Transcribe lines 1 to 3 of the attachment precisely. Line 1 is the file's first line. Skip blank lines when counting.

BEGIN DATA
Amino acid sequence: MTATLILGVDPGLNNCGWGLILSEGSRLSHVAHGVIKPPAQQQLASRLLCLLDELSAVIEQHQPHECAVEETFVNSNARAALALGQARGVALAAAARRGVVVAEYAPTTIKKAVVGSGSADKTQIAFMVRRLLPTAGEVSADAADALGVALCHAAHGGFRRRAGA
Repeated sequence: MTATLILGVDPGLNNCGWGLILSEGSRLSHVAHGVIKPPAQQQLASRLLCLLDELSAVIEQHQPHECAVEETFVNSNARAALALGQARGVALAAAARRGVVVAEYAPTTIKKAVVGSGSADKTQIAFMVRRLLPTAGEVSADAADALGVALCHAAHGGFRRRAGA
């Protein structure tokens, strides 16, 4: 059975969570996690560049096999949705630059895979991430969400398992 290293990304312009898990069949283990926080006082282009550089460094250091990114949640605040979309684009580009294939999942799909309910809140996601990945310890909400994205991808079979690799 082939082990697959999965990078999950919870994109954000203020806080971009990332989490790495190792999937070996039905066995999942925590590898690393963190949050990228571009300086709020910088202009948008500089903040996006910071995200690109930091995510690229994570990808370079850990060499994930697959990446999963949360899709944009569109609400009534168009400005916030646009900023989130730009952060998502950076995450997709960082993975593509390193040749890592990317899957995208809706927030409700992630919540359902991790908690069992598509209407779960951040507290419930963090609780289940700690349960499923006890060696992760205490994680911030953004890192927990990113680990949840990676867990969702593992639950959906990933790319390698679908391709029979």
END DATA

Amino acid sequence: MTATLILGVDPGLNNCGWGLILSEGSRLSHVAHGVIKPPAQQQLASRLLCLLDELSAVIEQHQPHECAVEETFVNSNARAALALGQARGVALAAAARRGVVVAEYAPTTIKKAVVGSGSADKTQIAFMVRRLLPTAGEVSADAADALGVALCHAAHGGFRRRAGA
Repeated sequence: MTATLILGVDPGLNNCGWGLILSEGSRLSHVAHGVIKPPAQQQLASRLLCLLDELSAVIEQHQPHECAVEETFVNSNARAALALGQARGVALAAAARRGVVVAEYAPTTIKKAVVGSGSADKTQIAFMVRRLLPTAGEVSADAADALGVALCHAAHGGFRRRAGA
């Protein structure tokens, strides 16, 4: 059975969570996690560049096999949705630059895979991430969400398992 290293990304312009898990069949283990926080006082282009550089460094250091990114949640605040979309684009580009294939999942799909309910809140996601990945310890909400994205991808079979690799 082939082990697959999965990078999950919870994109954000203020806080971009990332989490790495190792999937070996039905066995999942925590590898690393963190949050990228571009300086709020910088202009948008500089903040996006910071995200690109930091995510690229994570990808370079850990060499994930697959990446999963949360899709944009569109609400009534168009400005916030646009900023989130730009952060998502950076995450997709960082993975593509390193040749890592990317899957995208809706927030409700992630919540359902991790908690069992598509209407779960951040507290419930963090609780289940700690349960499923006890060696992760205490994680911030953004890192927990990113680990949840990676867990969702593992639950959906990933790319390698679908391709029979």